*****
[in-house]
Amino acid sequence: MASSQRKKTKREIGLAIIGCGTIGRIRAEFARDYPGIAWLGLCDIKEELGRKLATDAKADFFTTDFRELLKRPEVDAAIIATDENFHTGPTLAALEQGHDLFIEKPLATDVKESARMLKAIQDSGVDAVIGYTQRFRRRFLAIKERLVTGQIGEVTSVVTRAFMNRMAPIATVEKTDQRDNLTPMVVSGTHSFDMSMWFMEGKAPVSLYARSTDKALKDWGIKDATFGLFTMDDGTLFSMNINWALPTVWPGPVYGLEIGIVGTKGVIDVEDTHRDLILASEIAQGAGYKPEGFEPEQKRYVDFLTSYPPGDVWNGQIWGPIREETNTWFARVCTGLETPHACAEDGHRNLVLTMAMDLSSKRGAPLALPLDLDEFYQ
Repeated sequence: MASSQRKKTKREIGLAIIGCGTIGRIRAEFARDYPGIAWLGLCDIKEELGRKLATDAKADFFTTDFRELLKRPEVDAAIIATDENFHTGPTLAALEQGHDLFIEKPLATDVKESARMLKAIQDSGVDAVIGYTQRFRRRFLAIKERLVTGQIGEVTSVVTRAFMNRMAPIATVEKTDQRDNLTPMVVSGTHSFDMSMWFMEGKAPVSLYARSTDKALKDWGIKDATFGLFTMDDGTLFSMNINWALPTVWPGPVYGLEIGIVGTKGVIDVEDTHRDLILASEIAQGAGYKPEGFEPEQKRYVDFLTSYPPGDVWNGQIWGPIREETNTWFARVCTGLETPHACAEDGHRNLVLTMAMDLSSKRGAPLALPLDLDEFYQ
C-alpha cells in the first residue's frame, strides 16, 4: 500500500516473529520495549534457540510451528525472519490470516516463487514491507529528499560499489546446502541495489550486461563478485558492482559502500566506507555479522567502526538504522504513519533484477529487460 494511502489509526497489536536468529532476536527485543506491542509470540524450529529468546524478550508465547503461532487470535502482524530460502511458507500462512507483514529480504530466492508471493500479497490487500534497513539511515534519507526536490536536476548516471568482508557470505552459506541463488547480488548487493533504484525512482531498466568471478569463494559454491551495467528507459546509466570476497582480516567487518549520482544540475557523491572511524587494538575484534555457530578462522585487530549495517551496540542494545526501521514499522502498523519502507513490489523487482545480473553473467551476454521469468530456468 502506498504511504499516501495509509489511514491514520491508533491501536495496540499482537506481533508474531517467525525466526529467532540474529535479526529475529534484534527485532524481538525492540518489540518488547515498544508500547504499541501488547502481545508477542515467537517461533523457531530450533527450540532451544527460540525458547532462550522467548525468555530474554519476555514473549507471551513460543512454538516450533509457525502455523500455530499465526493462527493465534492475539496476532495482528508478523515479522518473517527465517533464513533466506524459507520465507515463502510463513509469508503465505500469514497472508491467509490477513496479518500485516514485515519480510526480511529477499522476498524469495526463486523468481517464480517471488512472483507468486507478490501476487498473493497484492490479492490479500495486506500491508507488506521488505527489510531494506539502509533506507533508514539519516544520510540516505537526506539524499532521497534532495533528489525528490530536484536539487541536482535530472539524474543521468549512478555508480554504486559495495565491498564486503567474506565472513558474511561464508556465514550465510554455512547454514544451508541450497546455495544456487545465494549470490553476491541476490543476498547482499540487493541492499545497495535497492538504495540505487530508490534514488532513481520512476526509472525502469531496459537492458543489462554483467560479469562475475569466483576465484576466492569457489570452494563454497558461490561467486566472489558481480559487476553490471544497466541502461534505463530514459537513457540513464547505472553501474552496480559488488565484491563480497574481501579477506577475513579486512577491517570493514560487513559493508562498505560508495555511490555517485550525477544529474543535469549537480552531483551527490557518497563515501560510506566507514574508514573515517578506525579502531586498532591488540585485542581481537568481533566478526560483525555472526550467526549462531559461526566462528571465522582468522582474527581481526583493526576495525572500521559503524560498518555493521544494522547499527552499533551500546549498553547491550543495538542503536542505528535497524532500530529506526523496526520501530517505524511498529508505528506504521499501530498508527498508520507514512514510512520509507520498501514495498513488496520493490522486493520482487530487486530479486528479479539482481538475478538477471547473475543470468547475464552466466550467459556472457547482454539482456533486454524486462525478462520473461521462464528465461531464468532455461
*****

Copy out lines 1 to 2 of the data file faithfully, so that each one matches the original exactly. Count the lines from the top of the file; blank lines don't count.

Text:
[in-house]
Amino acid sequence: MASSQRKKTKREIGLAIIGCGTIGRIRAEFARDYPGIAWLGLCDIKEELGRKLATDAKADFFTTDFRELLKRPEVDAAIIATDENFHTGPTLAALEQGHDLFIEKPLATDVKESARMLKAIQDSGVDAVIGYTQRFRRRFLAIKERLVTGQIGEVTSVVTRAFMNRMAPIATVEKTDQRDNLTPMVVSGTHSFDMSMWFMEGKAPVSLYARSTDKALKDWGIKDATFGLFTMDDGTLFSMNINWALPTVWPGPVYGLEIGIVGTKGVIDVEDTHRDLILASEIAQGAGYKPEGFEPEQKRYVDFLTSYPPGDVWNGQIWGPIREETNTWFARVCTGLETPHACAEDGHRNLVLTMAMDLSSKRGAPLALPLDLDEFYQ